It’s a good thing, Bill Thomas said, that the spring spawn produced enough great crappie fishing at Barnett Reservoir to fill his freezer with bags of fillets.
“Because since then, I haven’t had much luck,” said Thomas, of Jackson, a guy who usually averages about two days a week on the water. “It has been a long, tough summer for me. I’ve had a hard time finding concentrations of crappie, and when I do find them, I’ve had a hard time staying on them for more than a day.
“Meanwhile, we’ve been steadily going through my freezer supply. Something good better happen soon or the fish fries will be ending pretty soon at my house.”
He is not alone.
Statewide, Mississippi anglers have struggled to find and catch fish with any consistency. The exception, of course, is catfish.
“Can’t complain about the catfish,” said Terry Simpson of Vicksburg. “Daytime, nighttime, any time, every time. I have caught them every way I have tried, including trotlines, limb lines, jugs and casting. I have caught them in the Mississippi River, at Eagle Lake, Chotard and Albermarle and at Lake Washington.
“I’ve thrown back everything over 5 pounds and I have still taken home two or three full coolers every trip. In two trips around Labor Day, once in the river and once in the oxbows, I put enough fish in the boat to do a full fish fry for over 200 people at my church.”
His tip: “Learn to throw a cast net. Every fish I have caught has been on shad I have caught before fishing.”
Bass fishing has been extremely spotty, with the exception being Pickwick Lake in extreme Northeast Mississippi. It is the only lake that has produced steady action all year.
“We’ve been hitting big largemouth this month on the shallow humps along the river channel, which is a typical summer pattern,” said Allen French of Tupelo. “The hotter the day, the better it’s been because the TVA turns on those turbines to make electricity and it generates a great bite.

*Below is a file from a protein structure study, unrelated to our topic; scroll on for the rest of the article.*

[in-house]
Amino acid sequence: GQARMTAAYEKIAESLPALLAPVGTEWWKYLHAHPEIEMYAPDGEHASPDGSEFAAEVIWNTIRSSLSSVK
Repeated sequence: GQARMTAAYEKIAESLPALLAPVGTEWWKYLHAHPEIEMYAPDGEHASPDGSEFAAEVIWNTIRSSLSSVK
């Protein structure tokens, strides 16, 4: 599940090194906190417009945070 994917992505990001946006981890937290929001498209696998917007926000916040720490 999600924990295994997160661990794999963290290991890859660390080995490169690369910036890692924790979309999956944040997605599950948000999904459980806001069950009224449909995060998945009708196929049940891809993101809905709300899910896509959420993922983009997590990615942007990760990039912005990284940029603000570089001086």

“If you hit the right hump at the right time, you can get you a quick run on 4- and 5-pound fish on a Carolina rig or a deep crankbait. My small bass club has had four tournaments up there in the last three months and the lowest winning weight for five fish has been 23 pounds. Last weekend it took 26.5 to win and 23 to get a check.”
Crappie fishing has been tough everywhere, not just at Barnett.
“The bite just seemed to stop at Grenada and Sardis in the past month,” said Ron Garavelli, the recently-retired chief of fisheries in Mississippi and an avid troller for big slab crappie at the northern reservoirs. “We were doing OK, off and on, throughout the summer and then in the past month it seems the weather has shut them down. I don’t know if that’s the case, but it sure seems like it.
“You’d think that the heat would drive them down and make it easier for us to find them deep trolling the outer ends of the points and the edges of the creek and river channels. But that hasn’t been happening. We’re not catching them consistently and nobody we’ve talked to has either.”
Down south on the coast, fishermen are keeping a watchful eye on what is predicted to be rough week on the Gulf.
East winds 15-20 mph are forecast each day through Thursday with seas 4-6 feet. Then the wind starts to increase and switch to southerly 15-20 on Friday and then southwesterly on Saturday and Sunday, with seas 3-5 feet.
That will make any offshore fishing difficult and uncomfortable, and it comes at a really bad time.
“The fishing has really, really, really been good and this won’t affect the fishing, but will make it nearly impossible to get at the fish,” said John Randolph of Biloxi. “We’ve been running to the Biloxi Marsh each weekend and down to Chandeleur and the fishing for reds and specks has been nothing short of phenomenal every trip.
“The only problem has been in finding keeper redfish. The big bulls have been dominating the catch. And if that’s a bad thing, you know what, I can live it.”